On the internal political scene, none of the parliamentary parties mentions the PRC in their respective political manifestos, while parliamentary debates rarely mention the PRC, mostly in connection to the Sino-American competition (Ciurtin, 2023, p. 80).[1]

The current relationship is perhaps best exemplified by Romania’s 2020-2024 National Strategy for the Defence of the Country, as a reflection of Bucharest’s strategic thinking. China is only mentioned once, concerning the “USA’s pre-eminence in the international system […] and the way the USA perceive the systemic role of this state (nr. China) and answer to it”.

3. Small Blunders

A legislative initiative which secured the approval of the Deputies Chamber, Romania’s lower legislative chamber, was rejected by the Senate in unanimity on the 7th of February 2023. The law would have tied research funding to the absence of any legal ties with Confucius Institutes, which would have directly impacted the four state-funded universities which currently host such institutes (Bădică, 2023).

In July 2023 the Romanian Prime Minister signed a decree allowing Lenovo to participate in the country’s 5G network, with the caveat that the products commercialized under its brand are from economic partners security vetted according to the 2021 law mentioned above (Economedia.ro, 2023). The reasoning behind the decision to allow Lenovo’s participation was that the company is registered in Hong Kong, where the rule of law applies thanks to the One County, Two Systems principle. The governmental apparatus’s decision-making process is often opaque, a tendency most visible in the case of defence and security matters. The final decision was taken based on the advice of the Supreme Council of National Defence, which was used to justify the Prime Ministerial decree. While the legal reasoning is sound in theory, it is not clear yet how the provisions of the 2021 law will impact the Chinese tech giant’s involvement in the country’s 5G infrastructure.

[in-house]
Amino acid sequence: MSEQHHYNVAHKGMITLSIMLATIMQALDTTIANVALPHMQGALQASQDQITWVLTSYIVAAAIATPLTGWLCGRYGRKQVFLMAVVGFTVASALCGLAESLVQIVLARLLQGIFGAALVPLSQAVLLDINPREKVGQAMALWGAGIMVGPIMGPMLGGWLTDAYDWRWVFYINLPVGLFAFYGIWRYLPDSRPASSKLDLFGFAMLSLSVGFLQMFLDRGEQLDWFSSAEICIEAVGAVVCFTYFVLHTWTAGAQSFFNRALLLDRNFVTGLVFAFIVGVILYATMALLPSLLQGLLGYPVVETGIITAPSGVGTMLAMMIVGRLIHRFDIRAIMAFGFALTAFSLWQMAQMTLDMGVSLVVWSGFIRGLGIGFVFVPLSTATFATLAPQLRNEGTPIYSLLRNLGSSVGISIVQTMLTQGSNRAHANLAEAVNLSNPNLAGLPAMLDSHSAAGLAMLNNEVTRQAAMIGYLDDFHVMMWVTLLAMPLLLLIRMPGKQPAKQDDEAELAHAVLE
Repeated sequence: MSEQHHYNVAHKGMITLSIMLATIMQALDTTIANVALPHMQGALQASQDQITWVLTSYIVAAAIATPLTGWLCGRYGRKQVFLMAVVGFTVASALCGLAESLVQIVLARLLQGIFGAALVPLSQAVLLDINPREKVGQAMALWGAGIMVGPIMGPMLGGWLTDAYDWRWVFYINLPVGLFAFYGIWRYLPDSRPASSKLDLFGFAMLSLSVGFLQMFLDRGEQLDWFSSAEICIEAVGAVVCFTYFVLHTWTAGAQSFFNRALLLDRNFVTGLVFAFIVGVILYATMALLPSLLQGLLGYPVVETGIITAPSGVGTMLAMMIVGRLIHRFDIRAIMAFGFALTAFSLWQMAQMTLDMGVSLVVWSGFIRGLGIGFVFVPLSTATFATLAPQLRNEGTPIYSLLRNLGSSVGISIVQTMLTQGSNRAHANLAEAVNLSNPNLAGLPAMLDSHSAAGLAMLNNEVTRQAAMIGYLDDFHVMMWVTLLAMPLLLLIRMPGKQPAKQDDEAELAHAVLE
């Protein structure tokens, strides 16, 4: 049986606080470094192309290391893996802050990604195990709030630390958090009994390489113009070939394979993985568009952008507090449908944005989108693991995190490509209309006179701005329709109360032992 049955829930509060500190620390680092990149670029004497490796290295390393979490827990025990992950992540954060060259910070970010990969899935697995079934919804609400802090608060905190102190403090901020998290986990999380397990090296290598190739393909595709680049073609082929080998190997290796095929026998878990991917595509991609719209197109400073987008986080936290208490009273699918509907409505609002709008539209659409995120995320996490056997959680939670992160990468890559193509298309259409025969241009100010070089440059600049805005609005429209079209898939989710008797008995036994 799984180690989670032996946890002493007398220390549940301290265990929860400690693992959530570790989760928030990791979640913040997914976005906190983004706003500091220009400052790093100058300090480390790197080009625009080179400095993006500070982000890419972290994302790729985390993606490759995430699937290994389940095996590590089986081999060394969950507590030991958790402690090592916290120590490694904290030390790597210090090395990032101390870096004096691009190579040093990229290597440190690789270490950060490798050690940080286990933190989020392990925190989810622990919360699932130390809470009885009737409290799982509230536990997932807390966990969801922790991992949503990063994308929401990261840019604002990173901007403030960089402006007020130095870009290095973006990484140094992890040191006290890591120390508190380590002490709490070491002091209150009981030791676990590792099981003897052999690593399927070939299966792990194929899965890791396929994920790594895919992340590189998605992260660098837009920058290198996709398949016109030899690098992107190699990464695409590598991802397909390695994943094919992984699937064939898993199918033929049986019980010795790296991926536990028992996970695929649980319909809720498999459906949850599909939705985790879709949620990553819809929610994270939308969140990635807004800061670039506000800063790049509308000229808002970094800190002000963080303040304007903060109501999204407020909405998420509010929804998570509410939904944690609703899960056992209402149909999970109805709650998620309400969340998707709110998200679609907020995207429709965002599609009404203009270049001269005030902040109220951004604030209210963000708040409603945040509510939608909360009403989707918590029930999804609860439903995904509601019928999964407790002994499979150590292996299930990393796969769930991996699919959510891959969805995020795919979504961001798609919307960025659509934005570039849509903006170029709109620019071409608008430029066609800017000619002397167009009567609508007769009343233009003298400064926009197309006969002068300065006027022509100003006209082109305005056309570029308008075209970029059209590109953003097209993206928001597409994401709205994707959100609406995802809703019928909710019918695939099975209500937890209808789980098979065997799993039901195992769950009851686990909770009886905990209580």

Leftwing premierships have always been more sympathetic towards Beijing, such as was the case with Victor Ponta. In June 2023 Marcel Ciolacu from the Social-Democratic Party (PSD) took over from Nicolae Ciucă as part of a power swap deal with the National Liberals (PNL) with which it PSD currently governs. In August 2023, Prime Minister Marcel Ciolacu appointed former PM Victor Ponta as his economic advisor. While it’s tempting to extrapolate, viewing this through a strategic lens would be pretentious, to say the least. The decision is most likely motivated by political considerations on the national political scene, given that 2024 will be a busy electoral year featuring four rounds of elections. While Social Democratic governments, such as the Victor Ponta one, have traditionally enjoyed warmer relationships with the power in Beijing compared to the National Liberals, the recent inconsistencies are small in scale and are in line with the country’s political idiosyncrasies which lead to occasional unintentional strategic ambiguity, rather than symptoms of a wider strategic realignment.

4. Regional outlier or historical path dependency?